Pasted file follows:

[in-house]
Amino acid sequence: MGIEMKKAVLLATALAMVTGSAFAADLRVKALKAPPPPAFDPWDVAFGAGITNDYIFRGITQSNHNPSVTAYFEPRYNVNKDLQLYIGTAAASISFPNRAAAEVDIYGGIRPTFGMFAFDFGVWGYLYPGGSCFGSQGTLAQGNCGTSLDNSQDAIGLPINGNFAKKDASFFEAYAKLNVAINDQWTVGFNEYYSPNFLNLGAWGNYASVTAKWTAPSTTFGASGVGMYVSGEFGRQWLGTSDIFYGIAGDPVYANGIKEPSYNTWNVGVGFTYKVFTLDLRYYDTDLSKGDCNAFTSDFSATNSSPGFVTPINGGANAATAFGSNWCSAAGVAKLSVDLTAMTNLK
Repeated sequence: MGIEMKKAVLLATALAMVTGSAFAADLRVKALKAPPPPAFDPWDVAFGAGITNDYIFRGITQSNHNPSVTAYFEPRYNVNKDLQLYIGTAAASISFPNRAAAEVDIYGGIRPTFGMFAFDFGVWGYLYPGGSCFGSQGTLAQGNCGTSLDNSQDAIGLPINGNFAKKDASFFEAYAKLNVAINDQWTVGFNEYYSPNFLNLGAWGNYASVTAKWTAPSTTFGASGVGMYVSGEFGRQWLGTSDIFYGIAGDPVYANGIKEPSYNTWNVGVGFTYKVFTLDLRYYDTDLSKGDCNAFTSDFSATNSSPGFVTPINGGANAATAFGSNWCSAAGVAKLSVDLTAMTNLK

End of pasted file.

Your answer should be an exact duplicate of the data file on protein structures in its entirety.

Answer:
[in-house]
Amino acid sequence: MGIEMKKAVLLATALAMVTGSAFAADLRVKALKAPPPPAFDPWDVAFGAGITNDYIFRGITQSNHNPSVTAYFEPRYNVNKDLQLYIGTAAASISFPNRAAAEVDIYGGIRPTFGMFAFDFGVWGYLYPGGSCFGSQGTLAQGNCGTSLDNSQDAIGLPINGNFAKKDASFFEAYAKLNVAINDQWTVGFNEYYSPNFLNLGAWGNYASVTAKWTAPSTTFGASGVGMYVSGEFGRQWLGTSDIFYGIAGDPVYANGIKEPSYNTWNVGVGFTYKVFTLDLRYYDTDLSKGDCNAFTSDFSATNSSPGFVTPINGGANAATAFGSNWCSAAGVAKLSVDLTAMTNLK
Repeated sequence: MGIEMKKAVLLATALAMVTGSAFAADLRVKALKAPPPPAFDPWDVAFGAGITNDYIFRGITQSNHNPSVTAYFEPRYNVNKDLQLYIGTAAASISFPNRAAAEVDIYGGIRPTFGMFAFDFGVWGYLYPGGSCFGSQGTLAQGNCGTSLDNSQDAIGLPINGNFAKKDASFFEAYAKLNVAINDQWTVGFNEYYSPNFLNLGAWGNYASVTAKWTAPSTTFGASGVGMYVSGEFGRQWLGTSDIFYGIAGDPVYANGIKEPSYNTWNVGVGFTYKVFTLDLRYYDTDLSKGDCNAFTSDFSATNSSPGFVTPINGGANAATAFGSNWCSAAGVAKLSVDLTAMTNLK